LINCOLN — Posting photos of “johns” who hire prostitutes is out.
So are prison terms as high as 50 years for pimps who force minors into the sex trade.
But a Lincoln lawmaker says a bill pending in the Nebraska Legislature can still help the state combat sex trafficking, even without those provisions.
The question is whether the bill can make it through three rounds of debate in the dwindling days of the legislative session. Lincoln Sen. Amanda McGill, who introduced the measure, said she's hopeful it will be scheduled for debate before lawmakers adjourn on June 5.
“I think there's still a heck of a lot of work that needs to be done” in Nebraska's response to sex trafficking, she said.
An estimated 27 million people worldwide are held against their will and forced into slavery or prostitution, according to the U.S. State Department. Estimates of the numbers in the United States range from 100,000 to 300,000.
Studies have shown that, on average, children are about 12 years old when they are forced into sex or labor.
Human trafficking numbers are not available for Nebraska, although a state task force is working to come up with an estimate.
Legislative Bill 255 would help address problems related to sex trafficking. However, it no longer represents the crackdown it once did.
As originally proposed, the bill would have published the names and photos on a public website of men convicted of soliciting prostitution. It also would have increased fines and penalties for a host of crimes related to forcing women and children into sex slavery.
Perhaps the most controversial part of the bill would have allowed a victim's statement to authorities to be used as evidence against a sex trafficker or pimp rather than requiring the victim to testify in court. Defense attorneys argued that the provision would have violated a defendant's constitutional right to face his accuser.
The Legislature's Judiciary Committee amended the bill to remove those provisions. That was done to reduce the projected cost to the state and lessen the chances that it would run into opposition on the floor.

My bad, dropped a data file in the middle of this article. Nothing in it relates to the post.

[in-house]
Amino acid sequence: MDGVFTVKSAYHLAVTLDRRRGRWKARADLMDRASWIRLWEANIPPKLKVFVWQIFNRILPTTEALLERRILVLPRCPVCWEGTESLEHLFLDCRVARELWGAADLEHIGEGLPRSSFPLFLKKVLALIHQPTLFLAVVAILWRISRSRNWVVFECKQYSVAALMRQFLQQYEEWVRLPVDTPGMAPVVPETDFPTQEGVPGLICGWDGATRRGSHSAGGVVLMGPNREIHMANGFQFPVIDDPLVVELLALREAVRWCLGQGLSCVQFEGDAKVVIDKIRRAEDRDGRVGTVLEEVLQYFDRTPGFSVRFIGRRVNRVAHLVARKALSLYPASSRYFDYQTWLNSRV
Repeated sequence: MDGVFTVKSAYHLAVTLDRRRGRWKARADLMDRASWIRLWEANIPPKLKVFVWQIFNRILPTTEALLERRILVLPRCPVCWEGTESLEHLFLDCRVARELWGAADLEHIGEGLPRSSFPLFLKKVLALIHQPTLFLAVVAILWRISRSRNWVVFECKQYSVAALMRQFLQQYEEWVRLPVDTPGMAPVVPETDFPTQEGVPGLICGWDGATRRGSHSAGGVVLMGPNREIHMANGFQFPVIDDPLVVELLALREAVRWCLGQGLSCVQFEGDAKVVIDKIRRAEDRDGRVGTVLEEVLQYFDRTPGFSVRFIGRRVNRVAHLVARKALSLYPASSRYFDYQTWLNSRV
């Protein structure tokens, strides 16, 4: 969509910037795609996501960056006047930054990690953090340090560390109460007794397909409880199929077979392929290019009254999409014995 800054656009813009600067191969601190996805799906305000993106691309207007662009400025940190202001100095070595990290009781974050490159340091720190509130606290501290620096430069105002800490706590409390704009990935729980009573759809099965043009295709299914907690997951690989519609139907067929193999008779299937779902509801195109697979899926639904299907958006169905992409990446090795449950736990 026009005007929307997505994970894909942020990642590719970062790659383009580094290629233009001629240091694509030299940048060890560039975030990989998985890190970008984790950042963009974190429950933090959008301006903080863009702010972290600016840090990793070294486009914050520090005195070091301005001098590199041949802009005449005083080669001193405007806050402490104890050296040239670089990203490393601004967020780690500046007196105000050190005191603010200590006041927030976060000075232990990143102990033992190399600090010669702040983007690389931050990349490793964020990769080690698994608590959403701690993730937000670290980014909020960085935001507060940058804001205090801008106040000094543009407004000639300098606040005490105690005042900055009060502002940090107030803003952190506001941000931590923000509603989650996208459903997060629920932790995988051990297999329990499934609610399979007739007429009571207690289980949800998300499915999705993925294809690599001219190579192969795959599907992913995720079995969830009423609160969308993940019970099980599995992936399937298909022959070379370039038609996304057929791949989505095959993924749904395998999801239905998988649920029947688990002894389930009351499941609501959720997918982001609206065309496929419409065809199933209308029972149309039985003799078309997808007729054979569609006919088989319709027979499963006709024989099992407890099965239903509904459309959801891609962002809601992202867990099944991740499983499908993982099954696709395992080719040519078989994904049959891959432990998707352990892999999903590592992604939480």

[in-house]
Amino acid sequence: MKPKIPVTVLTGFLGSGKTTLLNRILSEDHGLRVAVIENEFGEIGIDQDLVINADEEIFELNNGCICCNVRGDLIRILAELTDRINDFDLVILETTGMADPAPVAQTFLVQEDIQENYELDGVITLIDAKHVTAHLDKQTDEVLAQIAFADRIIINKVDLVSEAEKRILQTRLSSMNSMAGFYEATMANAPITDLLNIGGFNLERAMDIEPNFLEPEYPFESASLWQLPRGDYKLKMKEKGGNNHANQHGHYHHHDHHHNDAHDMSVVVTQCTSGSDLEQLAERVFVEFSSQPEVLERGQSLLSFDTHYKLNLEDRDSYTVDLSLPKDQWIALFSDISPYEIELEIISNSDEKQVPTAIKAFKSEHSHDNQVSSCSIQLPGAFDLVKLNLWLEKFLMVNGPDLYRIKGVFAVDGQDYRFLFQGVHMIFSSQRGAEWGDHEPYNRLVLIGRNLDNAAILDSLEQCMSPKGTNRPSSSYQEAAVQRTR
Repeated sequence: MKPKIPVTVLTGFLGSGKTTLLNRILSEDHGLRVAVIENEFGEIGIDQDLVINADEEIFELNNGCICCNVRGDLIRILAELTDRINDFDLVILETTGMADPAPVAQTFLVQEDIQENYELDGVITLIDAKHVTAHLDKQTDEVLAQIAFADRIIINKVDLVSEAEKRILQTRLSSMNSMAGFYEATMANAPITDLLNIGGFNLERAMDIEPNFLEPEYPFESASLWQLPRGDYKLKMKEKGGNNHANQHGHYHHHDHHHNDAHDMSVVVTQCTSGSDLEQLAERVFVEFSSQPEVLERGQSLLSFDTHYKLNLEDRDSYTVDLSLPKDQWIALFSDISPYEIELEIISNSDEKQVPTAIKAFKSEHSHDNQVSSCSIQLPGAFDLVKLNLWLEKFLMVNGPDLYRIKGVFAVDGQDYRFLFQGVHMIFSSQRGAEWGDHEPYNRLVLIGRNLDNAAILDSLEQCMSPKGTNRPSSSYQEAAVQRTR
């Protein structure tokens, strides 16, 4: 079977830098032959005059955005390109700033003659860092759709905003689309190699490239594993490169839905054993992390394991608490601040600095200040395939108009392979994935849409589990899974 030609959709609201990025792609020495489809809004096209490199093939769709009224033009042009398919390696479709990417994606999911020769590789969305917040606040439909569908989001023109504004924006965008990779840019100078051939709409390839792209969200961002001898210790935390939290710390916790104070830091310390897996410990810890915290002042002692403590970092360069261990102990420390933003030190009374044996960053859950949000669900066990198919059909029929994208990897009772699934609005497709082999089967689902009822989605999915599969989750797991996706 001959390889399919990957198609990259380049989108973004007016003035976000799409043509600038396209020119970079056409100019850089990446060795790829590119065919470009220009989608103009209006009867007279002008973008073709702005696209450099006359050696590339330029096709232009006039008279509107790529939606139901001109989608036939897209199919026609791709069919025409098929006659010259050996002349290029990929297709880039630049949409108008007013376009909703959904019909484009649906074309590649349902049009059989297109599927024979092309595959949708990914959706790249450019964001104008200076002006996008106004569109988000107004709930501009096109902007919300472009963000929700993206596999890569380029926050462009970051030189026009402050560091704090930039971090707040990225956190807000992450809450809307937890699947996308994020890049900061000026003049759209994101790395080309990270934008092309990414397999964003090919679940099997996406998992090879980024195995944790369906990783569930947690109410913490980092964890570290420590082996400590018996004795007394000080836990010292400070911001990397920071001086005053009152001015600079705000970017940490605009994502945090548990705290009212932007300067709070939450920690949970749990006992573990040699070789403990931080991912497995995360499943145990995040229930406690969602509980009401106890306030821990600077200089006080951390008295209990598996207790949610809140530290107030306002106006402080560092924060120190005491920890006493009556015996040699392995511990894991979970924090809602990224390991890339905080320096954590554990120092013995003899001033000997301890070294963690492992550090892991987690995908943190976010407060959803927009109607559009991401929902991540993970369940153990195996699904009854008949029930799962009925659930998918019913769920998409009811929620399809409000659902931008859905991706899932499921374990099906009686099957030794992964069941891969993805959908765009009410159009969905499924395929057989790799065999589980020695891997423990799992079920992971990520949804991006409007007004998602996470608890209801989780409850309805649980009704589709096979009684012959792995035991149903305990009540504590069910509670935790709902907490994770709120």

The bill, which was designated a speaker's priority, would still help in key ways, McGill said.
For example, it would add sex trafficking to the list of crimes that could result in child abuse charges against an adult. And those who solicit sex from a person under 18 could be convicted of a felony rather than a misdemeanor.
The bill also would make minors immune from criminal charges related to prostitution. McGill said the change would recognize child prostitutes as victims rather than treating them as criminals.
She also said an important provision of the bill would require the state task force to research and recommend a model of rehabilitative services for people forced into the sex trade. The goal would be services to meet the emotional, physical and educational needs of sex trafficking victims so they could one day lead normal, productive lives.
Al Riskowski, director of the Nebraska Family Council, serves on the human trafficking task force. The task force is scheduled to release its first research report on July 1.
While information for the report is still being gathered, Riskowski estimated that FBI agents in Nebraska have rescued between 10 and 20 minors from forced prostitution over the past two years. Most have been in the Omaha area.
While Riskowski said he hopes the Legislature passes the sex trafficking bill this session, he was disappointed that the committee decided not to require publicizing the johns.
Those who buy sex aren't discouraged by paying fines, but outing them is an entirely different matter, Riskowski said.
“It's probably one of the larger deterrents you can have,” he said.
Sen. Colby Coash of Lincoln, who serves on the Judiciary Committee, said that if the bill does come up for first-round debate before the end of the session, he will offer an amendment to increase fines for solicitation to $500. They currently are $250.
“These penalties need more teeth,” he said.
But as far as the mug shot gallery of shame, Coash said the committee decided it wasn't the state's responsibility. The names and photos of people convicted of crimes are public, so a private organization could build and maintain its own website if it wanted.
In 2004, Omaha neighborhood associations briefly put up billboards in the central part of the city, naming men convicted of soliciting prostitutes.
If the sex trafficking bill does not come up for debate this session, it would carry over to next year.
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